Malawian leaders are an interesting lot, but seem clueless when faced with Members of Parliament intend on holding the leaders accountable for whatever decision they make.
And it is apparent that at no time do the leaders’ fears come to the fore than when they are summoned by Members of Parliament.
In post-1994 Malawi, it has become impossible for leaders to be held accountable through that forum of the people [through their Members of Parliament, of course]: Parliament.
Former president, the late Bingu wa Mutharika, never availed himself to legislators to respond to their questions. Joyce Banda was no different and no one expects President Peter Mutharika to be any different.
But our leaders’ position on the issue of appearing before legislators armed with the sole purpose of responding to questions is no unfortunate it is undemocratic. Come to think of it, our legislators are direct representatives of the people, voted into power to represent nothing but the wishes of the people of this country.
In the latest episode to the issue of legislators asking for an honest, harmless face-off with their president, four members of Parliament— Malawi Congress Party president and opposition leader, reverend Lazarus Chakwera, Mzimba South West legislator and former Vice-President Khumbo Kachali, Rumphi West representative Kamlepo Kalua and Nkhotakota South East legislator, Everson Makowa, send questions to the President under Standing Order 70.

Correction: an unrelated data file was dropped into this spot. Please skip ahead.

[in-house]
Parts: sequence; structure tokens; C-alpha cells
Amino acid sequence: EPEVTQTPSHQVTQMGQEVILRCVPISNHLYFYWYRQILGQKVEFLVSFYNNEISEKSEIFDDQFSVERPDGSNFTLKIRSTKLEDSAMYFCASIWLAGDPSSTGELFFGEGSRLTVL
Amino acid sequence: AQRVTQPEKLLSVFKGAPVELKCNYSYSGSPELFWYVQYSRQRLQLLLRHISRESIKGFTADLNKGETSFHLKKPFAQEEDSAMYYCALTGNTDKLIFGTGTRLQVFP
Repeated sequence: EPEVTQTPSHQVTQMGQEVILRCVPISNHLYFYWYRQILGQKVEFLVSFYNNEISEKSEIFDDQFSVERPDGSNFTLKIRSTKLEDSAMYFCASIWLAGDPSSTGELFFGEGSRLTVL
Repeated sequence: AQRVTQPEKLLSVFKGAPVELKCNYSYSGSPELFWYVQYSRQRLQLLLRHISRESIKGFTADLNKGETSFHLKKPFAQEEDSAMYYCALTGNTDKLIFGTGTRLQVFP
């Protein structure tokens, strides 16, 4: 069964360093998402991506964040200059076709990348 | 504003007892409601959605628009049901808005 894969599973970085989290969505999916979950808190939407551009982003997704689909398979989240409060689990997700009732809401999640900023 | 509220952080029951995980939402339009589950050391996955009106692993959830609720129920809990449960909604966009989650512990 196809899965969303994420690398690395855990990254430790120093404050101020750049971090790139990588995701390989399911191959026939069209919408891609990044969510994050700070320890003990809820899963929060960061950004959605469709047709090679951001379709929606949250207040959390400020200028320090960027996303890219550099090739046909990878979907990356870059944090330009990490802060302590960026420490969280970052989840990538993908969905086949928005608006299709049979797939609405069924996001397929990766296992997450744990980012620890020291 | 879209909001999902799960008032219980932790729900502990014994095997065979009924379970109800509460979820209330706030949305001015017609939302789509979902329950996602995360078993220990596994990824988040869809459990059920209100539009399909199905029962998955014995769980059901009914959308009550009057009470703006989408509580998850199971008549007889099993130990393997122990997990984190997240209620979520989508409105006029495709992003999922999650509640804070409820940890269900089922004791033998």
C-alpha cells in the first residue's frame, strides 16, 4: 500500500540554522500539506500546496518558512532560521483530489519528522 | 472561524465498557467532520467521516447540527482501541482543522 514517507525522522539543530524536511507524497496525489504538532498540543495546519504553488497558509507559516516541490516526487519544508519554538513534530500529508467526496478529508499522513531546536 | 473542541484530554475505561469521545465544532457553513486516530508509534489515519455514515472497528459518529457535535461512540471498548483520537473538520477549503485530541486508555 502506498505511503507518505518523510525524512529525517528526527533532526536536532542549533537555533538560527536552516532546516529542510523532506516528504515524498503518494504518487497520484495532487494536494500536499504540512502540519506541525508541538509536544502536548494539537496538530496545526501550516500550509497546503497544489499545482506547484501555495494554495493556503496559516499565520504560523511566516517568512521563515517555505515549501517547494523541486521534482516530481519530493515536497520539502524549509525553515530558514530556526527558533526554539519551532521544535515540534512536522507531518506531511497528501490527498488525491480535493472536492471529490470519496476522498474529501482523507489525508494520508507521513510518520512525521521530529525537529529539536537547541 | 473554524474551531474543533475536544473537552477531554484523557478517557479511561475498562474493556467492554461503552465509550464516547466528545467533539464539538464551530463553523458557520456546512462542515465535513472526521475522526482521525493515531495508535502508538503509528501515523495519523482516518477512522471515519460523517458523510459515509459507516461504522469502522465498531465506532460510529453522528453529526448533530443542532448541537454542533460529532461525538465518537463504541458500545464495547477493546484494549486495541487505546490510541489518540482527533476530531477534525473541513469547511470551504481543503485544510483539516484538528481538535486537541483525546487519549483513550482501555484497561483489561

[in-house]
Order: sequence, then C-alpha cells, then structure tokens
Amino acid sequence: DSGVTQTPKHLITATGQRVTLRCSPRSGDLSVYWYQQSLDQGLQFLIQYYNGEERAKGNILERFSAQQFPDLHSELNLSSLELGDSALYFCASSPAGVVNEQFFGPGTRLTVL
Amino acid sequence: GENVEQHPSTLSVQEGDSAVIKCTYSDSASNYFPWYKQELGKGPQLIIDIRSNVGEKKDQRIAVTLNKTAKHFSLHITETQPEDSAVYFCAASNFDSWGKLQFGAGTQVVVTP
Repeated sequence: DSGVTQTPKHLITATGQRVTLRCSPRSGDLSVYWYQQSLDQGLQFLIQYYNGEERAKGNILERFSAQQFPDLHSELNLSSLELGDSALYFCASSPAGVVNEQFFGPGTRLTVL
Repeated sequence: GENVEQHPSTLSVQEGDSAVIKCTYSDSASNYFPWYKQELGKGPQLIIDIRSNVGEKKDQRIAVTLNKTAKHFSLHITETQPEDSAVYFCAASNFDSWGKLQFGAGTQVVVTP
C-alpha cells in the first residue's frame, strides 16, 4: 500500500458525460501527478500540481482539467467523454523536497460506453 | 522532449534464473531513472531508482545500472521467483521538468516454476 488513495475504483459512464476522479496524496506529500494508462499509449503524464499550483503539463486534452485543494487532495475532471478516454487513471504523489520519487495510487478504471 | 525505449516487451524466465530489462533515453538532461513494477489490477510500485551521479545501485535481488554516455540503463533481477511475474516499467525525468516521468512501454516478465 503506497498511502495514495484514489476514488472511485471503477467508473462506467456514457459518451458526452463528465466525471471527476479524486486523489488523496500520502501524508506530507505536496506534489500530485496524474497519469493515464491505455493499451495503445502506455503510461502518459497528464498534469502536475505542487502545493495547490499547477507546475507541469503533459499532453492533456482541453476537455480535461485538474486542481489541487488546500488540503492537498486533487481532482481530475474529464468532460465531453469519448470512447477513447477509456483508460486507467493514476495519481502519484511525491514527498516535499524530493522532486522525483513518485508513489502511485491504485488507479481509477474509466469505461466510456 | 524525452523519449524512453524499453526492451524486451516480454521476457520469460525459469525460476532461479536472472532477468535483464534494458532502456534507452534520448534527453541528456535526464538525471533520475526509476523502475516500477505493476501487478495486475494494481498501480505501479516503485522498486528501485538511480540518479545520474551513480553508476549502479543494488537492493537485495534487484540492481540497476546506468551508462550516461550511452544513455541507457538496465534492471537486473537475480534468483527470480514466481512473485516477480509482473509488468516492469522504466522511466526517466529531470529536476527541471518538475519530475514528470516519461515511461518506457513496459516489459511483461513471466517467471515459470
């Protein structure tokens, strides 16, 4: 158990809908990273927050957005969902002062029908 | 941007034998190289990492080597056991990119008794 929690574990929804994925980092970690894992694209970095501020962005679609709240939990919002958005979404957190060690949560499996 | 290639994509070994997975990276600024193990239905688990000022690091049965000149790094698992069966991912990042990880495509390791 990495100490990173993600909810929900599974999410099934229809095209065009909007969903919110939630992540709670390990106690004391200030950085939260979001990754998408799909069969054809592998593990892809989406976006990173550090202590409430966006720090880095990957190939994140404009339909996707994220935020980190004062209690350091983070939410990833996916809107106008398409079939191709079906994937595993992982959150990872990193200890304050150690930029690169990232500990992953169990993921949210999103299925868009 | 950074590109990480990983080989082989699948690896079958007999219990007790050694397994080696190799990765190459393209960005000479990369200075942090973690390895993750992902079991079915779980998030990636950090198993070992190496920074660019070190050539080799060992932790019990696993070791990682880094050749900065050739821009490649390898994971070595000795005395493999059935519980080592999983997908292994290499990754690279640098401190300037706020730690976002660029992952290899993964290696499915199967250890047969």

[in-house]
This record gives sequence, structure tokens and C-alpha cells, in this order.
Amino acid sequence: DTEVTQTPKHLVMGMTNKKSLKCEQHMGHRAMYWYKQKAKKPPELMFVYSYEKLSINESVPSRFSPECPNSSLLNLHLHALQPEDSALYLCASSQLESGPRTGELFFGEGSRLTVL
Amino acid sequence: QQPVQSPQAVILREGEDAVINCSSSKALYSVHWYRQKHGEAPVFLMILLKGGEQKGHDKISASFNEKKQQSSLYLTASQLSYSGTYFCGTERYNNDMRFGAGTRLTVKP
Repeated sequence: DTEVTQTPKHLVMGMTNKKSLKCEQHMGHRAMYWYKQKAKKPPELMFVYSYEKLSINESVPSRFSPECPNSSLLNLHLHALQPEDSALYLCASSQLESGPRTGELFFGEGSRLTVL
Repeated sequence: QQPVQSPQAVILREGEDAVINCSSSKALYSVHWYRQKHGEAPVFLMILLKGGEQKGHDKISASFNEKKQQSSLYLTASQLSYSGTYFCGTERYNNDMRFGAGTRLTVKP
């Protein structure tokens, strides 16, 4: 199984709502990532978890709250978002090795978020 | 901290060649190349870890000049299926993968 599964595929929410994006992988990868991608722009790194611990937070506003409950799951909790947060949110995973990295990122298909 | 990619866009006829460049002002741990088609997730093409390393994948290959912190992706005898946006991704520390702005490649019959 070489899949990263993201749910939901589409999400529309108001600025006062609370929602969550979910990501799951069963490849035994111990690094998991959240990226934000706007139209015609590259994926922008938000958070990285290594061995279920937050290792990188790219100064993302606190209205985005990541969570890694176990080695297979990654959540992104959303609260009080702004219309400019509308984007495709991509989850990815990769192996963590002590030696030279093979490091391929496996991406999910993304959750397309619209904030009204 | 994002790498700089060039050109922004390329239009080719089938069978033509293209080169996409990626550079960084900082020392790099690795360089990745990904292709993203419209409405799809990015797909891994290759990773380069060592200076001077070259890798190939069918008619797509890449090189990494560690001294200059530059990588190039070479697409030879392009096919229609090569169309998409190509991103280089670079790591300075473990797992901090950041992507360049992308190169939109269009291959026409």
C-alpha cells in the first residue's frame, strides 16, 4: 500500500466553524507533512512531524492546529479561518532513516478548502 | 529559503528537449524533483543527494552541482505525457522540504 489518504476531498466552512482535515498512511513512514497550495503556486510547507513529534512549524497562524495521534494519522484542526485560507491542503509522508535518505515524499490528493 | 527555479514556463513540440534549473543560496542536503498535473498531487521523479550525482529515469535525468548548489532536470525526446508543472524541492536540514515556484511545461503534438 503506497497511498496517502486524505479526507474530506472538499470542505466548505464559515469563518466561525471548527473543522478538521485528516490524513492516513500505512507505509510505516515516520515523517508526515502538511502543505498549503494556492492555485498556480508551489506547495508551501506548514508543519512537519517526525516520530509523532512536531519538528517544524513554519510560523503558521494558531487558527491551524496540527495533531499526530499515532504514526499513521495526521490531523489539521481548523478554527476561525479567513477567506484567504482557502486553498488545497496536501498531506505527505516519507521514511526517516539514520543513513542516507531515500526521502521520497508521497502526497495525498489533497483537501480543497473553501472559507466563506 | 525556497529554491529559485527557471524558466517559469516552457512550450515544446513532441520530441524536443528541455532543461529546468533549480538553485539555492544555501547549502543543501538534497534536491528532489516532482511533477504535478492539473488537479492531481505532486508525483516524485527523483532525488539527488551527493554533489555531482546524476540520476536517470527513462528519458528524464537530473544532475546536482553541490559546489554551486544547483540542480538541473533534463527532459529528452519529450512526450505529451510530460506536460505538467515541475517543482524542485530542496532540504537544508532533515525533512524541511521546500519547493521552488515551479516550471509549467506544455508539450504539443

When legislators have burning questions and feel that the only human being capable of providing answers is the President, they write the President through the Speaker of the National Assembly. The four legislators took this path but, as has sadly been the case with our so—called democratic leaders, the four legislators will be disappointed to learn that a Cabinet minister will stand-in for the President.
This is sad, considering that the issues the legislators raised are pertinent to Malawi. We talk of hunger and an economic down-spiral that has no brakes.
Maybe this should be, yet again, an eye-opener and should help us reconsider the role of the Vice-President in our national affairs. Maybe the Vice-President, if the laws said so, could have represented the President well. Otherwise, delegating a Cabinet Minister smacks of insecurity and blatant disdain for accountability.
Of course, I know that Vice-Presidents, even in the United States, are figureheads. They are there and, at the same time, they are not there. Indeed, one humorist in the United States joked that “The role of the Vice-President is to represent him or herself at the president’s funeral”. I have forgotten who, but I liked that expression.
But this is not the way things should pan out, in the United States, or in this country.
The Vice-President can become more useful than now by being given some responsibilities. For example, the laws – or, is it protocol? — should make it possible for the Vice-President to stand in and represent the President when the question of the President appearing in Parliament [and the President seems unwilling to do so] crops up.
As things stand now— and, maybe, I may be schooled on this one— the National Assembly is composed of The President and The Parliament. I do not think the term president [despite appearing alongside the Vice President, who serves as running mate, on the ballot box] includes the Vice-President.
If it does, why not send Vice-President Saulos Chilima? That’s where the issue of insecurity crops up.
Someone, somewhere— as has happened so many times before— is afraid!